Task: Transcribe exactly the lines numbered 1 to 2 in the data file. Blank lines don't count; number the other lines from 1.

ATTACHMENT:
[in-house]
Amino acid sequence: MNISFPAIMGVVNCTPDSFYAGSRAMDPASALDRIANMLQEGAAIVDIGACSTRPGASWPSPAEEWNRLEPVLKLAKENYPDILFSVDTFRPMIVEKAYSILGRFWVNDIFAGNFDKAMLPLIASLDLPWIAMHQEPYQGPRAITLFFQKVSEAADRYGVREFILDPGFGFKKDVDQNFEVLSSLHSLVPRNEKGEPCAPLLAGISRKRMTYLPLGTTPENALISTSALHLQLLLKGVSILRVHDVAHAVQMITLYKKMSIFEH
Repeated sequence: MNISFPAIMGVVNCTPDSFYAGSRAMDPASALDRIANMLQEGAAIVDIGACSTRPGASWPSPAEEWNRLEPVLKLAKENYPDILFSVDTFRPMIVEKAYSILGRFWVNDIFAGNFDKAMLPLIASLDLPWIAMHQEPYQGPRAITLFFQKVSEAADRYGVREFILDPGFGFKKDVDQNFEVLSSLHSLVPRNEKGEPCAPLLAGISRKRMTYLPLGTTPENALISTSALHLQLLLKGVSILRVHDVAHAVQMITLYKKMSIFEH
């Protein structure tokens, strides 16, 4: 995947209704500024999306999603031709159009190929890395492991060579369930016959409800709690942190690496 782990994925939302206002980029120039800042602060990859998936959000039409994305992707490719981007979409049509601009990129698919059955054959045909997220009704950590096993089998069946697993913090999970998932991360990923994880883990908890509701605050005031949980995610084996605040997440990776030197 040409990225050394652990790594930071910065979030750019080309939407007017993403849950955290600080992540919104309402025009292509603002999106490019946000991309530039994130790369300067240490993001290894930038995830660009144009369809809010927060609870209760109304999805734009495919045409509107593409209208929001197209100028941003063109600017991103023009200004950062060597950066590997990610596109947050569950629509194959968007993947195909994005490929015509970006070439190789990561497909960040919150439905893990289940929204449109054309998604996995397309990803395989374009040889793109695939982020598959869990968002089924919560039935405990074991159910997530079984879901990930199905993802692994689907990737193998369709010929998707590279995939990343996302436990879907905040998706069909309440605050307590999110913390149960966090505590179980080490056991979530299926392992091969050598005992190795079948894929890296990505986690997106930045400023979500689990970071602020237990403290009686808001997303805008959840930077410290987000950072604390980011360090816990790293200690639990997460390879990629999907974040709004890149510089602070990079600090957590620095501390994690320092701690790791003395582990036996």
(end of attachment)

[in-house]
Amino acid sequence: MNISFPAIMGVVNCTPDSFYAGSRAMDPASALDRIANMLQEGAAIVDIGACSTRPGASWPSPAEEWNRLEPVLKLAKENYPDILFSVDTFRPMIVEKAYSILGRFWVNDIFAGNFDKAMLPLIASLDLPWIAMHQEPYQGPRAITLFFQKVSEAADRYGVREFILDPGFGFKKDVDQNFEVLSSLHSLVPRNEKGEPCAPLLAGISRKRMTYLPLGTTPENALISTSALHLQLLLKGVSILRVHDVAHAVQMITLYKKMSIFEH